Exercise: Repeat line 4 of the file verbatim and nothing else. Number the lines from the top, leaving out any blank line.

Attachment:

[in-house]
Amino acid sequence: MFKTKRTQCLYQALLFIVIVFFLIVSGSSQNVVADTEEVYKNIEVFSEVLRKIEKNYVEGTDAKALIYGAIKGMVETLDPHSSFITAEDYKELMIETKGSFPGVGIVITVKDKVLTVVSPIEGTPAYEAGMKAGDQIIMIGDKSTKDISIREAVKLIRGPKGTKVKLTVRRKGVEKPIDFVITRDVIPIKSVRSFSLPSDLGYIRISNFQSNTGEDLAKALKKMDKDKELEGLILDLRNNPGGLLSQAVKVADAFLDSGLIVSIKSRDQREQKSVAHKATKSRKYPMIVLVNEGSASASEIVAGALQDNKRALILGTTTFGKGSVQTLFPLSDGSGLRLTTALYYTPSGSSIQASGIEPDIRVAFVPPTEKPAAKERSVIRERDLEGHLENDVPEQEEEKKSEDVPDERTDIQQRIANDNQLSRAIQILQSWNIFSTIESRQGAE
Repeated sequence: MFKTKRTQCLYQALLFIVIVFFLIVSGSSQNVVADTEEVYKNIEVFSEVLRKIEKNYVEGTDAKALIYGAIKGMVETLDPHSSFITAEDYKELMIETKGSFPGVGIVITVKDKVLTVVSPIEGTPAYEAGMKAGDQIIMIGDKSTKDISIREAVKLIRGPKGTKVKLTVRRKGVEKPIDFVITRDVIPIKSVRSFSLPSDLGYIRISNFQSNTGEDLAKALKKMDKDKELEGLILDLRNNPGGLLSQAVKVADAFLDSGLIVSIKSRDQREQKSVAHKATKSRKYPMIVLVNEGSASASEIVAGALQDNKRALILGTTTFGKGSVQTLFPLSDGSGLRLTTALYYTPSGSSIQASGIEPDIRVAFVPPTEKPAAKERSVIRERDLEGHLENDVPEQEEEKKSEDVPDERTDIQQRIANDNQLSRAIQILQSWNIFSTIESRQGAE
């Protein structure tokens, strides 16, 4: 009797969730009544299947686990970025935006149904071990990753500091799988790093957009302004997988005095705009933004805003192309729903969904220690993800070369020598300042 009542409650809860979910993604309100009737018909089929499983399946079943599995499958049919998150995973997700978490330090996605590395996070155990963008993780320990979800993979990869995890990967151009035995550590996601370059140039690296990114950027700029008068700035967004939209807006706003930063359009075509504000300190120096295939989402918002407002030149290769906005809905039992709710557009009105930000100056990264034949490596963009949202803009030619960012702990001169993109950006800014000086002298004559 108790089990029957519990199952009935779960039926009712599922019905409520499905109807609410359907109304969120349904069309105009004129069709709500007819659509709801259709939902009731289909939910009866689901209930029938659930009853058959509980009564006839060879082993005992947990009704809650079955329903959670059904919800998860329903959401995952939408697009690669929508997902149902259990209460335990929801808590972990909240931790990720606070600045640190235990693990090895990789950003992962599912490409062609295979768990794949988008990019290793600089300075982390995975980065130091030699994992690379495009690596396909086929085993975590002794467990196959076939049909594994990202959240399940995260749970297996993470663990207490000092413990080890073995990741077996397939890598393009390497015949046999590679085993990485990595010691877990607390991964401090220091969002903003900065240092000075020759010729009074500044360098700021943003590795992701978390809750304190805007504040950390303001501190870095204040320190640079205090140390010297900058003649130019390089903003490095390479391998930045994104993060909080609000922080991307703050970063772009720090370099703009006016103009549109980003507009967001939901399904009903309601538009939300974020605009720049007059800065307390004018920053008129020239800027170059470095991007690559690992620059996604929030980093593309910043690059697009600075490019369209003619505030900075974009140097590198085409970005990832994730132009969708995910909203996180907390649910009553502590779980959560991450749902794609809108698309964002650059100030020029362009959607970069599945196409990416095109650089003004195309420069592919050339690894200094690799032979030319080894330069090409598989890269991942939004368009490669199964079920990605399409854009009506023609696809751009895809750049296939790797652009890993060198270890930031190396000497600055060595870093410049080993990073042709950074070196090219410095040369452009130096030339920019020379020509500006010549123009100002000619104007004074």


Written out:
């Protein structure tokens, strides 16, 4: 009797969730009544299947686990970025935006149904071990990753500091799988790093957009302004997988005095705009933004805003192309729903969904220690993800070369020598300042 009542409650809860979910993604309100009737018909089929499983399946079943599995499958049919998150995973997700978490330090996605590395996070155990963008993780320990979800993979990869995890990967151009035995550590996601370059140039690296990114950027700029008068700035967004939209807006706003930063359009075509504000300190120096295939989402918002407002030149290769906005809905039992709710557009009105930000100056990264034949490596963009949202803009030619960012702990001169993109950006800014000086002298004559 108790089990029957519990199952009935779960039926009712599922019905409520499905109807609410359907109304969120349904069309105009004129069709709500007819659509709801259709939902009731289909939910009866689901209930029938659930009853058959509980009564006839060879082993005992947990009704809650079955329903959670059904919800998860329903959401995952939408697009690669929508997902149902259990209460335990929801808590972990909240931790990720606070600045640190235990693990090895990789950003992962599912490409062609295979768990794949988008990019290793600089300075982390995975980065130091030699994992690379495009690596396909086929085993975590002794467990196959076939049909594994990202959240399940995260749970297996993470663990207490000092413990080890073995990741077996397939890598393009390497015949046999590679085993990485990595010691877990607390991964401090220091969002903003900065240092000075020759010729009074500044360098700021943003590795992701978390809750304190805007504040950390303001501190870095204040320190640079205090140390010297900058003649130019390089903003490095390479391998930045994104993060909080609000922080991307703050970063772009720090370099703009006016103009549109980003507009967001939901399904009903309601538009939300974020605009720049007059800065307390004018920053008129020239800027170059470095991007690559690992620059996604929030980093593309910043690059697009600075490019369209003619505030900075974009140097590198085409970005990832994730132009969708995910909203996180907390649910009553502590779980959560991450749902794609809108698309964002650059100030020029362009959607970069599945196409990416095109650089003004195309420069592919050339690894200094690799032979030319080894330069090409598989890269991942939004368009490669199964079920990605399409854009009506023609696809751009895809750049296939790797652009890993060198270890930031190396000497600055060595870093410049080993990073042709950074070196090219410095040369452009130096030339920019020379020509500006010549123009100002000619104007004074």